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Thread: SATA ports

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    SATA ports

    How many SATA ports are on the typical business-type motherboards these days? Is it still two?

    And, let's say I have a PC with just two SATA ports, and I want to use Windows to make a RAID array for my data drive. Can I add a SATA card, say two more ports heading into into a PCIe slot, then use Windows 7 Pro to make a mirrored or striped set? I know.....a stripe set makes no sense like this, or maybe it does?

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    Quote Originally Posted by John-O View Post
    How many SATA ports are on the typical business-type motherboards these days? Is it still two?

    And, let's say I have a PC with just two SATA ports, and I want to use Windows to make a RAID array for my data drive. Can I add a SATA card, say two more ports heading into into a PCIe slot
    John-O

    Hello... I don't know if there is a standard ..some are 2 and i have 4... However i use a "SATA Controller Card Sil3124-2" PCI-e New Egg (SD-SATA2-4IR From SYBA, 4 Extra SATA ports ) You can configure for Raid or Non Raid. There about a "zillion" available. This one works with Windows Vista and "7" 32 and 64 ... Has some "Quirks" If i connect any CD\DVD drives i can't boot from a disk.. otherwise it works OK.. Make sure that you contact the manufacturer before you purchase.. ..ex: one (Vantec) required a "Floppy Drive " to update (flash its BIOS) Regards Fred
    Last edited by Just Plain Fred; 2011-08-04 at 15:08.
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    Super Moderator CLiNT's Avatar
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    How many SATA ports are on the typical business-type motherboards these days? Is it still two?
    Most of your newer boards can handle up to 6 SATA ports, some boards even more.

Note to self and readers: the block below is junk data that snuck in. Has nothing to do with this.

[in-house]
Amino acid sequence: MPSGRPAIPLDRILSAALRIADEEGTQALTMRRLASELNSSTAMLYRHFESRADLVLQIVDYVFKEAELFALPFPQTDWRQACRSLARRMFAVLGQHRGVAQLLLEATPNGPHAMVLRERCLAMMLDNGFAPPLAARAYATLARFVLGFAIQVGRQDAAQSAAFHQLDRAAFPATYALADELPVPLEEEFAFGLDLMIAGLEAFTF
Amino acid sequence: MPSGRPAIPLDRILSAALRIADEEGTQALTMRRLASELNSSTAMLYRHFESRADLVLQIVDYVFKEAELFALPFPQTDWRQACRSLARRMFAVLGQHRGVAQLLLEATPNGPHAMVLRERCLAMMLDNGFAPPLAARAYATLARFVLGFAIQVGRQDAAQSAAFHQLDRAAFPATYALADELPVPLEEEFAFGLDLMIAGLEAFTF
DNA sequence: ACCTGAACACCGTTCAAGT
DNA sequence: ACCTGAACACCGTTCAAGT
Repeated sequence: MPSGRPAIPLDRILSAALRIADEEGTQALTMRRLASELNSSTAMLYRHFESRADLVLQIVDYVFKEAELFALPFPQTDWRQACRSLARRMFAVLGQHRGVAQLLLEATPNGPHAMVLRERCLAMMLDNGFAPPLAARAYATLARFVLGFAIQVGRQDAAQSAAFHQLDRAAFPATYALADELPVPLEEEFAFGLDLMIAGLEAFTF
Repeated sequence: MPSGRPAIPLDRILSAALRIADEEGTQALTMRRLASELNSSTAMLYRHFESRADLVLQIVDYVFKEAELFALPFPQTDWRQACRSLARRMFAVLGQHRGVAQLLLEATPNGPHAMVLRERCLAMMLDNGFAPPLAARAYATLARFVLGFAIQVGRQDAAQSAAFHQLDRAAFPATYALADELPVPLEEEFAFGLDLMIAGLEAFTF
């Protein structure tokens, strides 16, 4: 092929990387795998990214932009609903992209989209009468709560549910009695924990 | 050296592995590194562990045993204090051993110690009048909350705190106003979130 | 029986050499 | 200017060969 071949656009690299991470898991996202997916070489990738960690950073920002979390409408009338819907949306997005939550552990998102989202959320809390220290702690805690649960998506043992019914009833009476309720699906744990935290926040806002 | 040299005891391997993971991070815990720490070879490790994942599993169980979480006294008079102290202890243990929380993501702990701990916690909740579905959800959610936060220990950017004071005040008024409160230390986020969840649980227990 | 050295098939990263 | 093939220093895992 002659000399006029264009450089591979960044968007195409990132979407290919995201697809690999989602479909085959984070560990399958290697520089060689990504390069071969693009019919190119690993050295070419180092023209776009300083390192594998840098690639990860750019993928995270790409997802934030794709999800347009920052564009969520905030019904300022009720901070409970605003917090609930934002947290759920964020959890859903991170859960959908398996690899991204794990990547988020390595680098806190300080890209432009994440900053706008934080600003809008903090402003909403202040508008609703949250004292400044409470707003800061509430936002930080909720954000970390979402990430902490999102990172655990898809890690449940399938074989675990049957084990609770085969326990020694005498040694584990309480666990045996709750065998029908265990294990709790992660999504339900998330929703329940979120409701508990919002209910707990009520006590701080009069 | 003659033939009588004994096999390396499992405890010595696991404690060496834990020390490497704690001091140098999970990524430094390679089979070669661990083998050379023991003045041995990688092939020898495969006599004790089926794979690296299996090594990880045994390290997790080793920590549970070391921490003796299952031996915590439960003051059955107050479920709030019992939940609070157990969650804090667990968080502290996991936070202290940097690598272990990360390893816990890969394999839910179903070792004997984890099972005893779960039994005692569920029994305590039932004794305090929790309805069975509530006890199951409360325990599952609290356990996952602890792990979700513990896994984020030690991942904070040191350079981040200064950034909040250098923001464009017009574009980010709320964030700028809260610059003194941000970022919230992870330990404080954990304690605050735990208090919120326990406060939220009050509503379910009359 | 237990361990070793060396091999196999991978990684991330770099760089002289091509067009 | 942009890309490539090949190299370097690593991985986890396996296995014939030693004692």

Even many Micro ATX boards will have more than 2 SATA ports.

    It should not be too hard to track your boards specs down. Find a hardware ID tool like SIW, or some other similar tool
    to get the make and model number, then Google/Bing for results.

    You can also physically open up the case and visually count the ports.

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    Silver Lounger Banyarola's Avatar
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    I have 6 on my ASUS P5Q SE/R motherboard.
    "If You Are Reading This In English, Thank A VET"

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    Thanks guys. Clint, recall that my project is a system I'll send out to others, not knowing what PCs they're using. No idea what mobo/BIOS they'll have, if the hardware can do RAID.

    I think I'm doing a RAID card as Fred mentions, that removes their hardware limitations from the picture.

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    You may have discovered this by now but one thing to remember about RAID cards is they come in two main varieties, those that have their own RAID processor and those that use the CPU. Downside about the RAID cards with their own processor is they cost more.

    I've been using the same RAID card (with its own processor) for about 10 years. Nice thing about it is that I can plug it into new hardware when I upgrade motherboards and outside of updating the motherboard drivers, I'm good to go. Note: I think I've updated its firmware a couple of times.

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